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01 July 2011

She slept beneath a tree—

She slept beneath a tree—
Remembered but by me.
I touched her Cradle mute—
She recognized the foot—
Put on her carmine suit
And see!
                                                      - F 15 (1858)


Ah, a puzzle poem. Let's go: sleeping beneath a tree? a corpse or a dormant plant. Remembered but by me? Okay, someone / something noticed very little by others. I touched her Cradle mute? Maybe a coffin for a baby? Or a bulb--a bulb is like a cradle for a lily or tulip. She recognized the foot? That's Dickinsonian invention, this innate conversation between Emily and the natural world--or is it that the baby recognizes the foot. Put on her carmine suit? Well, not the baby, then. A red-flowered bulb.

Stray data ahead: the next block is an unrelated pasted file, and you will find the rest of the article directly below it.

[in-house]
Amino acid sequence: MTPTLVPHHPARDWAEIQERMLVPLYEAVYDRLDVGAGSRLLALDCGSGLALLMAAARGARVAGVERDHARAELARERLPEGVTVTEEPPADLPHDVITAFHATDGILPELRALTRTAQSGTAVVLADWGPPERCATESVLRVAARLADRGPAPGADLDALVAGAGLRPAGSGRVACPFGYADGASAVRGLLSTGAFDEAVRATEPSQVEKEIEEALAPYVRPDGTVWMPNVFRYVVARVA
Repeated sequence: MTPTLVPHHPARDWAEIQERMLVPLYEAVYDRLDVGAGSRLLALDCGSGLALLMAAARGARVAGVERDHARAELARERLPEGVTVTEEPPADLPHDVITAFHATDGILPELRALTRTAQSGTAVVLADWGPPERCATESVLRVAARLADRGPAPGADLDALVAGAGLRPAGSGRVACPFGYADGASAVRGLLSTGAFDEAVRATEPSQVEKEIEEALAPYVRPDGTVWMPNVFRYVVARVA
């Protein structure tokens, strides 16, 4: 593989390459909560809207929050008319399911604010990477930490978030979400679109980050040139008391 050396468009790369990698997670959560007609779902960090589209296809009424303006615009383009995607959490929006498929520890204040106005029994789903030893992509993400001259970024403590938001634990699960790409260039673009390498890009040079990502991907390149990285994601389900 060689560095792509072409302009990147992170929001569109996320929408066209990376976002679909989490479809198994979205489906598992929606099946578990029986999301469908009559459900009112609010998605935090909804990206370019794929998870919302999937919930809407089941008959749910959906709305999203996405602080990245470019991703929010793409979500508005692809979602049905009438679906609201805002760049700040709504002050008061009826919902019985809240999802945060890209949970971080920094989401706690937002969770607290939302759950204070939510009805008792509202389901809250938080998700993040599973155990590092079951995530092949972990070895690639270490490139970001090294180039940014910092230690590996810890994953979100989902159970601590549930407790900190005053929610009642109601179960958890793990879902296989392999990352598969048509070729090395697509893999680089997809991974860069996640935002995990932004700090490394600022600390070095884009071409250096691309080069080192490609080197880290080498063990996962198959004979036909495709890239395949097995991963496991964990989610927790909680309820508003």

Beautiful red tulips in spring
     I'm betting on a tulip. And so the simple little poem is a sketch of spring when the tulip dresses in red. The rhyme scheme couldn't be simpler: A A B B B A. I particularly like the slant rhymes of 'mute,' 'foot,' and 'suit.'

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